Photo Gallery

USN Recognition Manual

Note angled funnel cap and Atlantic bow

Profile and plan view of Admiral Hipper class heavy cruiser from US Navy Recognition Manual. Note angled funnel cap and Atlantic bow.

Note angled funnel cap and Atlantic bow

Photos of Admiral Hipper class heavy cruiser from US Navy Recognition Manual.

Bundesarchiv Images

Bundesarchiv DVM 10 Bild-23-63-24, Schwerer Kreuzer "Admiral Hipper"

Heavy cruiser Admiral Hipper on trials, view from starboard. Note the near vertical bow was late 1939 and the strait-topped funnel; she was rebuilt with an "Atlantic bow" and an angled funnel cap in early 1940.

Arado Ar 196 scout seaplane on catapult

Scout seaplane Arado Ar 196 on catapult

Admiral Hipper Operation Weserübung

Operation "Weserübung," invasion of Denmark and Norway. Embarking of mountain troops onto heavy cruiser Admiral Hipper. Cuxhaven, April 6, 1940.

Admiral Hipper in Norway

Landing troops in Norway. Note the scrapes on Hipper's starboard bow, marks that appeared enroute to Norway. April, 1940.

Admiral Hipper landing troops

Landing troops in Norway. Soldiers going ashore in small motorboats (no American-style landing craft). April, 1940.

Bundesarchiv Photos / CC-BY-SA [CC-BY-SA-3.0-de], via Wikimedia Commons

Admiral Hipper

German Heavy Cruiser of WW2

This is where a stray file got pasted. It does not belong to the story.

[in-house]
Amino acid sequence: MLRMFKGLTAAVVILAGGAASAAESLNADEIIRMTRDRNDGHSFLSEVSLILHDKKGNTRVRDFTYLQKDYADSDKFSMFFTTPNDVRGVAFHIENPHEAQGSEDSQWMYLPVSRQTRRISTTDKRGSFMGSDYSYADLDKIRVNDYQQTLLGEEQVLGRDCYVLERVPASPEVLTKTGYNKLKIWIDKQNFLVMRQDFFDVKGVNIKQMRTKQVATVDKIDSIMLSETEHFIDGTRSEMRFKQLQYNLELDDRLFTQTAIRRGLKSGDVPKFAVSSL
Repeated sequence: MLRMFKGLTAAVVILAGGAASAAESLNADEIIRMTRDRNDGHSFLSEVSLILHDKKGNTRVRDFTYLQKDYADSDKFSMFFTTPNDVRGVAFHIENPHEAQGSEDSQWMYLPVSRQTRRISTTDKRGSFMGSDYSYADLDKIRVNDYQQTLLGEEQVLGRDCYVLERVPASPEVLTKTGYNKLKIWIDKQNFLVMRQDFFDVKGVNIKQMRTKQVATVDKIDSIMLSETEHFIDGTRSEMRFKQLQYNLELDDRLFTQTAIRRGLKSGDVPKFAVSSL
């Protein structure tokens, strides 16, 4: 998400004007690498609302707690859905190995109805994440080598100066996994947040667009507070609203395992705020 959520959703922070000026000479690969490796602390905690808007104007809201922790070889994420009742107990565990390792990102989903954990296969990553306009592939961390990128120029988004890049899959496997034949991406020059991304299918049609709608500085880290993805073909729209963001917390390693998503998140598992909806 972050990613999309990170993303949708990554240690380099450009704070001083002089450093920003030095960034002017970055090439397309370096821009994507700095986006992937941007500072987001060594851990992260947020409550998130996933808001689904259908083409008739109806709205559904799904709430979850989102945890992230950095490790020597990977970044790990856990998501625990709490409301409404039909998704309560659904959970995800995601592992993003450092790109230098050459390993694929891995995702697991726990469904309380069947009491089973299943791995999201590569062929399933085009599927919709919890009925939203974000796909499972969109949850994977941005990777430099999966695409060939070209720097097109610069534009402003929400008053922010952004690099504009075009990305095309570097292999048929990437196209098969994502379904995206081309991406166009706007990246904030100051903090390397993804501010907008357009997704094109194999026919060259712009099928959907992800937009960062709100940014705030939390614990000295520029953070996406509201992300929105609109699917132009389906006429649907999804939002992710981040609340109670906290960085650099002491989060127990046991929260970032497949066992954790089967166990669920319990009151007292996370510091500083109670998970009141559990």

By , June, 2011. Updated March 1, 2012.

The lead ship of the class performed so poorly at the Battle of Barents Sea that she caused Hitler to beach all the Kriegsmarine's large surface ships. The Hipper class of heavy cruisers were first begun in 1935 and served throughout World War Two.

Description of Class

In profile, they resembled the Bismarck class battleships, with a flush deck, two forward turrets, bridge and conning tower, a single funnel, a catapult area, then a radio mast, and two after turrets. The Hipper class were 655 feet long overall, 639 feet 9 inches at the waterline, with a beam of 69 feet 11 inches and an average draft of 15 feet 5 inches. This length is from the 1943 USN Recognition Manual (USNRM). Other modern sources report a length of 675 or 697 feet. Displacement was 14,000 tons, although Germany officially reported them to be 10,000 tons, in compliance with the 1935 Anglo-German Naval Agreement and the 19030 Washington Naval Treaty.


Main armament consisted of eight 8-inch guns mounted in four twin turrets. These guns had a maximum elevation of 37° and a maximum range of 17,000 yards. (Again, the USNRM provided that estimate; other sources report a maximum range in excess of 30,000 yards.) The secondary armament was twelve 4.1 inch dual-purpose guns, as well as dedicated 37mm anti-aircraft guns. The class was equipped with twelve 21-inch torpedo tubes, mounted in triples, one pair near the conning tower, the other pair near the radio mast. For scout observation, three Arado Ar 196 seaplanes could be launched.


The USNRM estimated that the class had 4 inches of belt armor, 2 inches on the conning tower and range-finders, with 3¼ inches over the deck. Other sources report that the heaviest armor was around the conning tower.


Three Blohm & Voss steam turbines, generating 100,000 HP, drove three three-bladed propellers, enabling a top speed of 32.5 knots.